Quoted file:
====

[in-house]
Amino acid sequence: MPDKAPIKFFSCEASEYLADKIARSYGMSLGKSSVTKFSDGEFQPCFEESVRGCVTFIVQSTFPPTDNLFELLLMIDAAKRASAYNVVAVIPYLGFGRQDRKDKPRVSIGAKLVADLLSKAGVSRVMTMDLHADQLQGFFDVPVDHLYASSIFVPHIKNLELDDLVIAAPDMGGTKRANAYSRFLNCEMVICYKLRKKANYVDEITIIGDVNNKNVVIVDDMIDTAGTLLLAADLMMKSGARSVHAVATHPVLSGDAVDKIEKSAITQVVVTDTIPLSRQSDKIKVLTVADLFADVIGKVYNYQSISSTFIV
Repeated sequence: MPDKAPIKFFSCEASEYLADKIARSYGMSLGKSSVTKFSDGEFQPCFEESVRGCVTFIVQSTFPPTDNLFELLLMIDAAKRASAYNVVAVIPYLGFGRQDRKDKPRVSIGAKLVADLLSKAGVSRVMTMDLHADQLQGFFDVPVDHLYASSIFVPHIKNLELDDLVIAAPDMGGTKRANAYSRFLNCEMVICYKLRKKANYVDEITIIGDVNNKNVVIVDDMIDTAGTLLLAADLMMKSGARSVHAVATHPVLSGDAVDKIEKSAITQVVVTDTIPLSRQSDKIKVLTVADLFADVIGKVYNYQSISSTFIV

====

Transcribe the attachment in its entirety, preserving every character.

[in-house]
Amino acid sequence: MPDKAPIKFFSCEASEYLADKIARSYGMSLGKSSVTKFSDGEFQPCFEESVRGCVTFIVQSTFPPTDNLFELLLMIDAAKRASAYNVVAVIPYLGFGRQDRKDKPRVSIGAKLVADLLSKAGVSRVMTMDLHADQLQGFFDVPVDHLYASSIFVPHIKNLELDDLVIAAPDMGGTKRANAYSRFLNCEMVICYKLRKKANYVDEITIIGDVNNKNVVIVDDMIDTAGTLLLAADLMMKSGARSVHAVATHPVLSGDAVDKIEKSAITQVVVTDTIPLSRQSDKIKVLTVADLFADVIGKVYNYQSISSTFIV
Repeated sequence: MPDKAPIKFFSCEASEYLADKIARSYGMSLGKSSVTKFSDGEFQPCFEESVRGCVTFIVQSTFPPTDNLFELLLMIDAAKRASAYNVVAVIPYLGFGRQDRKDKPRVSIGAKLVADLLSKAGVSRVMTMDLHADQLQGFFDVPVDHLYASSIFVPHIKNLELDDLVIAAPDMGGTKRANAYSRFLNCEMVICYKLRKKANYVDEITIIGDVNNKNVVIVDDMIDTAGTLLLAADLMMKSGARSVHAVATHPVLSGDAVDKIEKSAITQVVVTDTIPLSRQSDKIKVLTVADLFADVIGKVYNYQSISSTFIV